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An outside vaccine advisory panel for the Centers for Disease Control and Prevention (CDC) today voted to recommend the single-dose Johnson & Johnson COVID-19 vaccine after discussing study findings and policy and clinical considerations.
Their interim recommendation, moving a third vaccine option just a step away from distribution, comes on the heels of the Food and Drug Administration (FDA) emergency use authorization (EUA) announcement last night, accepting its advisory group’s recommendation.
The CDC usually accepts the recommendations of its Advisory Committee on Immunization Practices (ACIP), and a formal CDC announcement will be the final step that clears vaccination to begin.
Distribution will start this week, with 2 million doses allocated to states, increasing to 20 million doses by the end of March. Johnson & Johnson expects to make 100 million doses for the US market in the first half of the year.
Advantages of a more agile vaccine tool
The one-dose vaccine—shipped and stored at regular refrigeration temperatures—gives health providers a more streamlined, agile tool for immunizing people in a range of settings, including mobile clinics, community sites, and underserved groups such as homeless people.
ACIP’s vote passed with 12 in favor and 1 recusal. The panel recommended the vaccine for use in people ages 18 and older, based on the FDA’s EUA.
At today’s meeting, ACIP members asked for several clarifications about clinical trial findings and Johnson & Johnson’s plans for further study. When discussing anaphylactic reactions following vaccination, Johnson & Johnson representatives said they learned of two recent events, both in South Africa, one of which meets the Brighton definition of an anaphylactic event.
One occurred a few hours after vaccination, involving symptoms such as fever, swollen tongue, and breathing difficulty in a patient whose condition is stable. Another occurred about 10 minutes after vaccination, consisting of fever, chills, and a drop in blood pressure.
Company officials also said the vaccine will be studied in children in the months ahead, with enrollment starting next week for those ages 12 to 17. They said they hope to gather data as soon as possible for 16- and 17-year-olds to submit for authorization inclusion.
Concerns about access, messaging
During the public comment session, most of the speakers pushed for greater access to vaccines, especially for risk groups such as dialysis patients and immigrants. They also aired concerns about vaccine hesitancy and messaging about differences among the three approved vaccines and perceptions that the Johnson & Johnson vaccine may have somewhat lower efficacy than the FDA-approved Pfizer/BioNTech and Moderna COVID vaccines.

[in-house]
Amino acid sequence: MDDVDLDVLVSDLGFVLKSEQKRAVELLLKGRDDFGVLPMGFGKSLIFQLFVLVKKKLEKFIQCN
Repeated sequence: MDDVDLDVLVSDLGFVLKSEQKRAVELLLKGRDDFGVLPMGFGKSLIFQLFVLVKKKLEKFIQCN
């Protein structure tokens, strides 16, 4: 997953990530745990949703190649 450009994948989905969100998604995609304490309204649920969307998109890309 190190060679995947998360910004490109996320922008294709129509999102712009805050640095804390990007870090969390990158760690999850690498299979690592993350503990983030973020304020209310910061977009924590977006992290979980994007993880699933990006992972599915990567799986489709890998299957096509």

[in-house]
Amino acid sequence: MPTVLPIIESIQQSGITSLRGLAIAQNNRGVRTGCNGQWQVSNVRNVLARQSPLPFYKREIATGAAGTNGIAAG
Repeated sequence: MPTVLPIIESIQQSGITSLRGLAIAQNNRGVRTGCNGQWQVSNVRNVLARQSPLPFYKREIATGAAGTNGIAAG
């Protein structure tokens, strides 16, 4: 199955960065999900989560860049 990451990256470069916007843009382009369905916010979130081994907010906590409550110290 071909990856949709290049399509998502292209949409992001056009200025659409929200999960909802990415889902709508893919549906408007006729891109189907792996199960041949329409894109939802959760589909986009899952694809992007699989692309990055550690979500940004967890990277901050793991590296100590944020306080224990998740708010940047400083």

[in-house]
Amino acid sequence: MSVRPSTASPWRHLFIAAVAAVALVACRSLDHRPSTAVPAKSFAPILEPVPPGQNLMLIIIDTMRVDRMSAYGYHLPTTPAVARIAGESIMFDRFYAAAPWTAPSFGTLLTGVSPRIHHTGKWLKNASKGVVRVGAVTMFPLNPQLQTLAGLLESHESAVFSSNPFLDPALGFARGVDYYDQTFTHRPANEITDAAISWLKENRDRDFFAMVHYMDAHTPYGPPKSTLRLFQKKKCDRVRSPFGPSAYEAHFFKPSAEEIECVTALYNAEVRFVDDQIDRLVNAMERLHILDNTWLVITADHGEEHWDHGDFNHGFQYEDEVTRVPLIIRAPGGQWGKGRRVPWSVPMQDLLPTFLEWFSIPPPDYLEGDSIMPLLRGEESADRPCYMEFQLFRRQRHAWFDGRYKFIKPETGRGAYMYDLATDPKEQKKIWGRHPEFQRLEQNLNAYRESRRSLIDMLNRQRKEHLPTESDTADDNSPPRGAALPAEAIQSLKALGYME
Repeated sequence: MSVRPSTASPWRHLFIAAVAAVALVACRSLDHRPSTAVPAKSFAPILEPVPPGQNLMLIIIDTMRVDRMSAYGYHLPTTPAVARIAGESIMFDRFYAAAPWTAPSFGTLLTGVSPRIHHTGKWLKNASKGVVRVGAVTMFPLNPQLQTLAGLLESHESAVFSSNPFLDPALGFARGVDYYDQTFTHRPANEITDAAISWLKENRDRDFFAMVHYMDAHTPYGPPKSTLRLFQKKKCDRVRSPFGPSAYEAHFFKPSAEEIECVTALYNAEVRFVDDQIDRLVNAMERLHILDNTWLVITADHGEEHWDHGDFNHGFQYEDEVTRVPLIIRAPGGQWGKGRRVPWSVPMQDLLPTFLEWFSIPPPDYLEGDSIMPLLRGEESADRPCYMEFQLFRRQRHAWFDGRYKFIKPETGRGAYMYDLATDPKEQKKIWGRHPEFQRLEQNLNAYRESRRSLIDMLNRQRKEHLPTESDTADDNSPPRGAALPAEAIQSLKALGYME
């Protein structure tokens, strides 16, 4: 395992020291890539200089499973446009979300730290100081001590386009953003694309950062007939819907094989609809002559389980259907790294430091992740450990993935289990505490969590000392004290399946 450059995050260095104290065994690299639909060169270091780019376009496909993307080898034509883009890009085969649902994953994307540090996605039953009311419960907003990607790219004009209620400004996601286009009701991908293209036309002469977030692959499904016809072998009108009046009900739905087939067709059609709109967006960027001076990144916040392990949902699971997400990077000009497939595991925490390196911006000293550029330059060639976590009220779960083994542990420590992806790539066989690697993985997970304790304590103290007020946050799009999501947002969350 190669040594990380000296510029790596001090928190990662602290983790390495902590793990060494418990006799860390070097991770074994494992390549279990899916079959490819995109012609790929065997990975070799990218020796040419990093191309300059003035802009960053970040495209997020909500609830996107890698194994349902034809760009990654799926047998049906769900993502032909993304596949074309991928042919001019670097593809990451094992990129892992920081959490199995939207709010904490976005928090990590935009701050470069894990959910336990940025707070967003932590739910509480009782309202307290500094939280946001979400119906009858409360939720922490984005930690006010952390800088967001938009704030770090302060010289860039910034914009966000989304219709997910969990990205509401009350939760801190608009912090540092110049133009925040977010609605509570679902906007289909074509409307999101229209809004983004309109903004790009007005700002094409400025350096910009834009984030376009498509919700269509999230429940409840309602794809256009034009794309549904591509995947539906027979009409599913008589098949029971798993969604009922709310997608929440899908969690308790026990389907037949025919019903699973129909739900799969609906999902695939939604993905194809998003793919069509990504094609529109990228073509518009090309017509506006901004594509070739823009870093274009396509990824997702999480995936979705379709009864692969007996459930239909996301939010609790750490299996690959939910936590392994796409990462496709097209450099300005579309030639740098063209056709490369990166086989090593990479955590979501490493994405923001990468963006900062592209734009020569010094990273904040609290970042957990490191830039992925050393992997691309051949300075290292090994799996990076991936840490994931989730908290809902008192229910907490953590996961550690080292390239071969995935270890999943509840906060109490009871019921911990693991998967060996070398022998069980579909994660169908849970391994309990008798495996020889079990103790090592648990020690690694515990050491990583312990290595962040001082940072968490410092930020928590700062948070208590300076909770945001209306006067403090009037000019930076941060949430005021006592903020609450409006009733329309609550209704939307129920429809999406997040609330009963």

A large international trial that spanned three continents found an overall effectiveness of 66.1% at about 1 months after vaccination, though the level was 72% in the US arm of the study. Protection in South Africa, where the B1351 variant is dominant, was slightly lower.
ACIP members today emphasized that, owing to differences in research protocols and settings, it’s inappropriate to compare efficacy. Jeffrey Duchin, MD, health officer and chief of communicable diseases with Seattle–King County, said it’s clear that all three vaccine have impressive efficacy against the most important metric: severe illness and death. He is an ACIP liaison representative with the National Association of County and City Health Officials (NACCHO).
Committee members also cautioned against making any comparisons about side effects among the three vaccines, though CDC officials said they will closely monitor patterns as the vaccines are rolled out and will communicate any differences.
After the vote, ACIP member Matthew Daley, MD, senior investigator with Kaiser Permanente’s Institute for Health Research, said the idea of getting a vaccine, like eating, has become viewed as a common need, with discussions about prioritization being complicated ones.
“I am very grateful that we have three highly safe and effective vaccines,” he said. “Everyone moves up on the priority list, and for that, we should all be grateful.”
Tomorrow, ACIP meets again in another session to discuss COVID-19 vaccine implementation and clinical considerations, as well as safety. The members will also discuss the latest developments with SARS-CoV-2 variants. No votes are scheduled.